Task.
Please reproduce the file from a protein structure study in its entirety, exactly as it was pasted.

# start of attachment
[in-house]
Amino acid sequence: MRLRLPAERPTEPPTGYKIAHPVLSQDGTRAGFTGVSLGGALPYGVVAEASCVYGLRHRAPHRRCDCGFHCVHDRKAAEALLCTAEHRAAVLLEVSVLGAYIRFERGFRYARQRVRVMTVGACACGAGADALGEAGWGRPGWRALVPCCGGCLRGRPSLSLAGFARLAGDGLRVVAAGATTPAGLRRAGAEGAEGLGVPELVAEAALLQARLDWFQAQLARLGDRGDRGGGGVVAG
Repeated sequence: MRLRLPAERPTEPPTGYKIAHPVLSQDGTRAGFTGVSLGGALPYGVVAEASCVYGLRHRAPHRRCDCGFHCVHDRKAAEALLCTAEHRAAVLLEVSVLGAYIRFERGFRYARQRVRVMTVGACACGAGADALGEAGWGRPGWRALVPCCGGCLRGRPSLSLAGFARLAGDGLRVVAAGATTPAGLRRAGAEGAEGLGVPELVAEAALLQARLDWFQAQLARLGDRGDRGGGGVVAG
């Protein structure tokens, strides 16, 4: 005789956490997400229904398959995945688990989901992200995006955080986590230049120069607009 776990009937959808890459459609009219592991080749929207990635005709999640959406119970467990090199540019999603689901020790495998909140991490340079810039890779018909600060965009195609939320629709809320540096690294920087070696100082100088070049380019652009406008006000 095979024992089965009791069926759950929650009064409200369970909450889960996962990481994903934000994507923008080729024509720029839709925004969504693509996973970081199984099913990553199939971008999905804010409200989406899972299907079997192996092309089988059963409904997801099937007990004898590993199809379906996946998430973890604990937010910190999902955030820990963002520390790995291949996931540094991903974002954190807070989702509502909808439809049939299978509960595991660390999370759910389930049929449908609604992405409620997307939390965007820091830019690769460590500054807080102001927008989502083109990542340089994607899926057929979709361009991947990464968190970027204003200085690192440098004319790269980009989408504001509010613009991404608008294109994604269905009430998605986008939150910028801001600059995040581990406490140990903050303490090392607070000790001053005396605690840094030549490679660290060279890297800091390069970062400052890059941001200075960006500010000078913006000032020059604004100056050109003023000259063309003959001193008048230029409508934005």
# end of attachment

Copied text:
[in-house]
Amino acid sequence: MRLRLPAERPTEPPTGYKIAHPVLSQDGTRAGFTGVSLGGALPYGVVAEASCVYGLRHRAPHRRCDCGFHCVHDRKAAEALLCTAEHRAAVLLEVSVLGAYIRFERGFRYARQRVRVMTVGACACGAGADALGEAGWGRPGWRALVPCCGGCLRGRPSLSLAGFARLAGDGLRVVAAGATTPAGLRRAGAEGAEGLGVPELVAEAALLQARLDWFQAQLARLGDRGDRGGGGVVAG
Repeated sequence: MRLRLPAERPTEPPTGYKIAHPVLSQDGTRAGFTGVSLGGALPYGVVAEASCVYGLRHRAPHRRCDCGFHCVHDRKAAEALLCTAEHRAAVLLEVSVLGAYIRFERGFRYARQRVRVMTVGACACGAGADALGEAGWGRPGWRALVPCCGGCLRGRPSLSLAGFARLAGDGLRVVAAGATTPAGLRRAGAEGAEGLGVPELVAEAALLQARLDWFQAQLARLGDRGDRGGGGVVAG
């Protein structure tokens, strides 16, 4: 005789956490997400229904398959995945688990989901992200995006955080986590230049120069607009 776990009937959808890459459609009219592991080749929207990635005709999640959406119970467990090199540019999603689901020790495998909140991490340079810039890779018909600060965009195609939320629709809320540096690294920087070696100082100088070049380019652009406008006000 095979024992089965009791069926759950929650009064409200369970909450889960996962990481994903934000994507923008080729024509720029839709925004969504693509996973970081199984099913990553199939971008999905804010409200989406899972299907079997192996092309089988059963409904997801099937007990004898590993199809379906996946998430973890604990937010910190999902955030820990963002520390790995291949996931540094991903974002954190807070989702509502909808439809049939299978509960595991660390999370759910389930049929449908609604992405409620997307939390965007820091830019690769460590500054807080102001927008989502083109990542340089994607899926057929979709361009991947990464968190970027204003200085690192440098004319790269980009989408504001509010613009991404608008294109994604269905009430998605986008939150910028801001600059995040581990406490140990903050303490090392607070000790001053005396605690840094030549490679660290060279890297800091390069970062400052890059941001200075960006500010000078913006000032020059604004100056050109003023000259063309003959001193008048230029409508934005």